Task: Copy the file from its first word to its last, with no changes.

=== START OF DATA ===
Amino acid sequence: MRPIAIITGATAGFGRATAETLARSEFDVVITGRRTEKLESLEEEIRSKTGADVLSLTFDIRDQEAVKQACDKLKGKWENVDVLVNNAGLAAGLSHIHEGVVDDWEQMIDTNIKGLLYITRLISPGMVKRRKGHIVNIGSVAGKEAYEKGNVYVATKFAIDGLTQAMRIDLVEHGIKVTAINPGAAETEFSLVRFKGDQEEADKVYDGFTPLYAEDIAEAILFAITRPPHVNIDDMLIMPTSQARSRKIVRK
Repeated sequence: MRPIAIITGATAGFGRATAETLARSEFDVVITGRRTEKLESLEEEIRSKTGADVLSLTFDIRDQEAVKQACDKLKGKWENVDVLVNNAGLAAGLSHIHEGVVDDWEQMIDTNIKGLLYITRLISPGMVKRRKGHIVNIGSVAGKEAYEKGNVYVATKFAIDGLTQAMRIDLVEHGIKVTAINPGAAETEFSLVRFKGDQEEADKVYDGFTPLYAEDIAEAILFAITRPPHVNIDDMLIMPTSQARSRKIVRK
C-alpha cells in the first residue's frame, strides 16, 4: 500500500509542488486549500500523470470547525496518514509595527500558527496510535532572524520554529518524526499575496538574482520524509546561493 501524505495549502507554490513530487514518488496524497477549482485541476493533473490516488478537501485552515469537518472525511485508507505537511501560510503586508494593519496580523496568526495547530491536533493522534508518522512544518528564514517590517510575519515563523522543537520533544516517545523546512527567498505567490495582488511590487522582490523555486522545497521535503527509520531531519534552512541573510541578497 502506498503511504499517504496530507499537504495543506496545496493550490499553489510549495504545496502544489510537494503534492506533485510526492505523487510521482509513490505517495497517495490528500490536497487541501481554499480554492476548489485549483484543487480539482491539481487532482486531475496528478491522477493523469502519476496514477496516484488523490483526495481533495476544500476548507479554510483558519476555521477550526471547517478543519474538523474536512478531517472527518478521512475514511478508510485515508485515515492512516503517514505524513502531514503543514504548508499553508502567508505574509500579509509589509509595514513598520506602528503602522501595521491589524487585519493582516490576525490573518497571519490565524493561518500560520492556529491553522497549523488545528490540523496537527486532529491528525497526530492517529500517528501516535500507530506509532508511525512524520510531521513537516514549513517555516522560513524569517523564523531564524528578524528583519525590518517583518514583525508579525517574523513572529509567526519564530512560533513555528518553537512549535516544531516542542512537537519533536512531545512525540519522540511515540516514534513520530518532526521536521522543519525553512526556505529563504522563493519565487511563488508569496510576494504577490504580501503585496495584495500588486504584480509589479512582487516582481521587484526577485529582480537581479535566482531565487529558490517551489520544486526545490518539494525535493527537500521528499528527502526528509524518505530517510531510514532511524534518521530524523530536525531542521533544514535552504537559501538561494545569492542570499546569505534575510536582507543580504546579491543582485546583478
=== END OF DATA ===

Amino acid sequence: MRPIAIITGATAGFGRATAETLARSEFDVVITGRRTEKLESLEEEIRSKTGADVLSLTFDIRDQEAVKQACDKLKGKWENVDVLVNNAGLAAGLSHIHEGVVDDWEQMIDTNIKGLLYITRLISPGMVKRRKGHIVNIGSVAGKEAYEKGNVYVATKFAIDGLTQAMRIDLVEHGIKVTAINPGAAETEFSLVRFKGDQEEADKVYDGFTPLYAEDIAEAILFAITRPPHVNIDDMLIMPTSQARSRKIVRK
Repeated sequence: MRPIAIITGATAGFGRATAETLARSEFDVVITGRRTEKLESLEEEIRSKTGADVLSLTFDIRDQEAVKQACDKLKGKWENVDVLVNNAGLAAGLSHIHEGVVDDWEQMIDTNIKGLLYITRLISPGMVKRRKGHIVNIGSVAGKEAYEKGNVYVATKFAIDGLTQAMRIDLVEHGIKVTAINPGAAETEFSLVRFKGDQEEADKVYDGFTPLYAEDIAEAILFAITRPPHVNIDDMLIMPTSQARSRKIVRK
C-alpha cells in the first residue's frame, strides 16, 4: 500500500509542488486549500500523470470547525496518514509595527500558527496510535532572524520554529518524526499575496538574482520524509546561493 501524505495549502507554490513530487514518488496524497477549482485541476493533473490516488478537501485552515469537518472525511485508507505537511501560510503586508494593519496580523496568526495547530491536533493522534508518522512544518528564514517590517510575519515563523522543537520533544516517545523546512527567498505567490495582488511590487522582490523555486522545497521535503527509520531531519534552512541573510541578497 502506498503511504499517504496530507499537504495543506496545496493550490499553489510549495504545496502544489510537494503534492506533485510526492505523487510521482509513490505517495497517495490528500490536497487541501481554499480554492476548489485549483484543487480539482491539481487532482486531475496528478491522477493523469502519476496514477496516484488523490483526495481533495476544500476548507479554510483558519476555521477550526471547517478543519474538523474536512478531517472527518478521512475514511478508510485515508485515515492512516503517514505524513502531514503543514504548508499553508502567508505574509500579509509589509509595514513598520506602528503602522501595521491589524487585519493582516490576525490573518497571519490565524493561518500560520492556529491553522497549523488545528490540523496537527486532529491528525497526530492517529500517528501516535500507530506509532508511525512524520510531521513537516514549513517555516522560513524569517523564523531564524528578524528583519525590518517583518514583525508579525517574523513572529509567526519564530512560533513555528518553537512549535516544531516542542512537537519533536512531545512525540519522540511515540516514534513520530518532526521536521522543519525553512526556505529563504522563493519565487511563488508569496510576494504577490504580501503585496495584495500588486504584480509589479512582487516582481521587484526577485529582480537581479535566482531565487529558490517551489520544486526545490518539494525535493527537500521528499528527502526528509524518505530517510531510514532511524534518521530524523530536525531542521533544514535552504537559501538561494545569492542570499546569505534575510536582507543580504546579491543582485546583478